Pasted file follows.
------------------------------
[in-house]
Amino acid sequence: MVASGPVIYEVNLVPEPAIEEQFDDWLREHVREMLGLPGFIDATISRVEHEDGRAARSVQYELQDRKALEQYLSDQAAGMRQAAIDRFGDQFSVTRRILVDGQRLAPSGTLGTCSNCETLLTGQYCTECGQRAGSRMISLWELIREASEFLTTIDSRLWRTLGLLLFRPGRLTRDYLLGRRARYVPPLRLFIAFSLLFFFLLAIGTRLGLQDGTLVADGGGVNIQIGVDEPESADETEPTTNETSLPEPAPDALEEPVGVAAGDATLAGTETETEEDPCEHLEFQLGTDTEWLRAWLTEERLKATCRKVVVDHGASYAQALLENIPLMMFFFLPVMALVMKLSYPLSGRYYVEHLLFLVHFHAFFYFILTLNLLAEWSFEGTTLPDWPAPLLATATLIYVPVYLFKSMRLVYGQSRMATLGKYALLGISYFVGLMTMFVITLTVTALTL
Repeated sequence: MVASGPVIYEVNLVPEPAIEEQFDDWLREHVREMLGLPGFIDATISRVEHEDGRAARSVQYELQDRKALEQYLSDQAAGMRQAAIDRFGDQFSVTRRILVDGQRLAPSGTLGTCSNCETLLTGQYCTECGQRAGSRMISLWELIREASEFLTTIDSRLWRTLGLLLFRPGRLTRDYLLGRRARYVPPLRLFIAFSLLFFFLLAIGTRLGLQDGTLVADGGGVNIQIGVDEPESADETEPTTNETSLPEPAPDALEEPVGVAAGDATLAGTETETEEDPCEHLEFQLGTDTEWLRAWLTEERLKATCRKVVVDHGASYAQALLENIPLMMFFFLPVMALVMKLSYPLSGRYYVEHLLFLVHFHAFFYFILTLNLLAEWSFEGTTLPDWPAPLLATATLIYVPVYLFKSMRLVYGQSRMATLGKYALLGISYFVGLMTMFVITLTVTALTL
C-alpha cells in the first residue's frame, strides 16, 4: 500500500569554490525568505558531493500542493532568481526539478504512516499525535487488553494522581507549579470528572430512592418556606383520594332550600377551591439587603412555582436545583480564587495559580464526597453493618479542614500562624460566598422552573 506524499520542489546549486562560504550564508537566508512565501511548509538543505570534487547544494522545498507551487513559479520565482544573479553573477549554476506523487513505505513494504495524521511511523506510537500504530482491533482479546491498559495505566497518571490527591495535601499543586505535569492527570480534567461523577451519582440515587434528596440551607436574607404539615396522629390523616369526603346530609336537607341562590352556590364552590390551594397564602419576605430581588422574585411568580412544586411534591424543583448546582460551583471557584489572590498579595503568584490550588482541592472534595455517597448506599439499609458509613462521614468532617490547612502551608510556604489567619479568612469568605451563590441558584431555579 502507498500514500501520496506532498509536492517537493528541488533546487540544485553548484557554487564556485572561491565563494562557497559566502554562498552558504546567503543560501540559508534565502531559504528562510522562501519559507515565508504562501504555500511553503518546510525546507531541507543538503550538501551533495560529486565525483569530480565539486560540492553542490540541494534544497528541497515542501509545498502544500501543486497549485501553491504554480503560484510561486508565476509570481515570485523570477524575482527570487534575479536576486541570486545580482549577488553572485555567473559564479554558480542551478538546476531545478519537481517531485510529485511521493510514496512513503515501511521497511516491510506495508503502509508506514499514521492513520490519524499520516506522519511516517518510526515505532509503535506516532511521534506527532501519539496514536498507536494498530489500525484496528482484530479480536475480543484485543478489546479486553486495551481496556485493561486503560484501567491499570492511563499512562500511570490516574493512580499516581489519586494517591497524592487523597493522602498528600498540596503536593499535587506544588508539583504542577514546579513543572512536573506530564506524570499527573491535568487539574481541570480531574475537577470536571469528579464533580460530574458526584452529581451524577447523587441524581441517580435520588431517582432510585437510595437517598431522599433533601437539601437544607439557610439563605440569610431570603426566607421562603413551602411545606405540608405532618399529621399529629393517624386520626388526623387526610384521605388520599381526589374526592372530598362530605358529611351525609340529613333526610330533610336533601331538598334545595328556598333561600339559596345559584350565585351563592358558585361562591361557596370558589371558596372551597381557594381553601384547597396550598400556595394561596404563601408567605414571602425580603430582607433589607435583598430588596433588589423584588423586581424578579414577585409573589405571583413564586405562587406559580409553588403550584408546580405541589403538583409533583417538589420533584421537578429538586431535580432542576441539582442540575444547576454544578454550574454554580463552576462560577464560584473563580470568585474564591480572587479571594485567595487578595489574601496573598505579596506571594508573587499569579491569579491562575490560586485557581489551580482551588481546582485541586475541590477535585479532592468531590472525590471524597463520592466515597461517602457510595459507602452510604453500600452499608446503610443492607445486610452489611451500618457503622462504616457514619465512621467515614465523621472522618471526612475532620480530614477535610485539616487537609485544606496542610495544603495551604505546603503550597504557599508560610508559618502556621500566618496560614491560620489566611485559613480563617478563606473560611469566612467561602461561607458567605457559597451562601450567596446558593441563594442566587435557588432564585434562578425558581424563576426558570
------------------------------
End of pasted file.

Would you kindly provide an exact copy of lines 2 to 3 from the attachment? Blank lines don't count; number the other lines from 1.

Amino acid sequence: MVASGPVIYEVNLVPEPAIEEQFDDWLREHVREMLGLPGFIDATISRVEHEDGRAARSVQYELQDRKALEQYLSDQAAGMRQAAIDRFGDQFSVTRRILVDGQRLAPSGTLGTCSNCETLLTGQYCTECGQRAGSRMISLWELIREASEFLTTIDSRLWRTLGLLLFRPGRLTRDYLLGRRARYVPPLRLFIAFSLLFFFLLAIGTRLGLQDGTLVADGGGVNIQIGVDEPESADETEPTTNETSLPEPAPDALEEPVGVAAGDATLAGTETETEEDPCEHLEFQLGTDTEWLRAWLTEERLKATCRKVVVDHGASYAQALLENIPLMMFFFLPVMALVMKLSYPLSGRYYVEHLLFLVHFHAFFYFILTLNLLAEWSFEGTTLPDWPAPLLATATLIYVPVYLFKSMRLVYGQSRMATLGKYALLGISYFVGLMTMFVITLTVTALTL
Repeated sequence: MVASGPVIYEVNLVPEPAIEEQFDDWLREHVREMLGLPGFIDATISRVEHEDGRAARSVQYELQDRKALEQYLSDQAAGMRQAAIDRFGDQFSVTRRILVDGQRLAPSGTLGTCSNCETLLTGQYCTECGQRAGSRMISLWELIREASEFLTTIDSRLWRTLGLLLFRPGRLTRDYLLGRRARYVPPLRLFIAFSLLFFFLLAIGTRLGLQDGTLVADGGGVNIQIGVDEPESADETEPTTNETSLPEPAPDALEEPVGVAAGDATLAGTETETEEDPCEHLEFQLGTDTEWLRAWLTEERLKATCRKVVVDHGASYAQALLENIPLMMFFFLPVMALVMKLSYPLSGRYYVEHLLFLVHFHAFFYFILTLNLLAEWSFEGTTLPDWPAPLLATATLIYVPVYLFKSMRLVYGQSRMATLGKYALLGISYFVGLMTMFVITLTVTALTL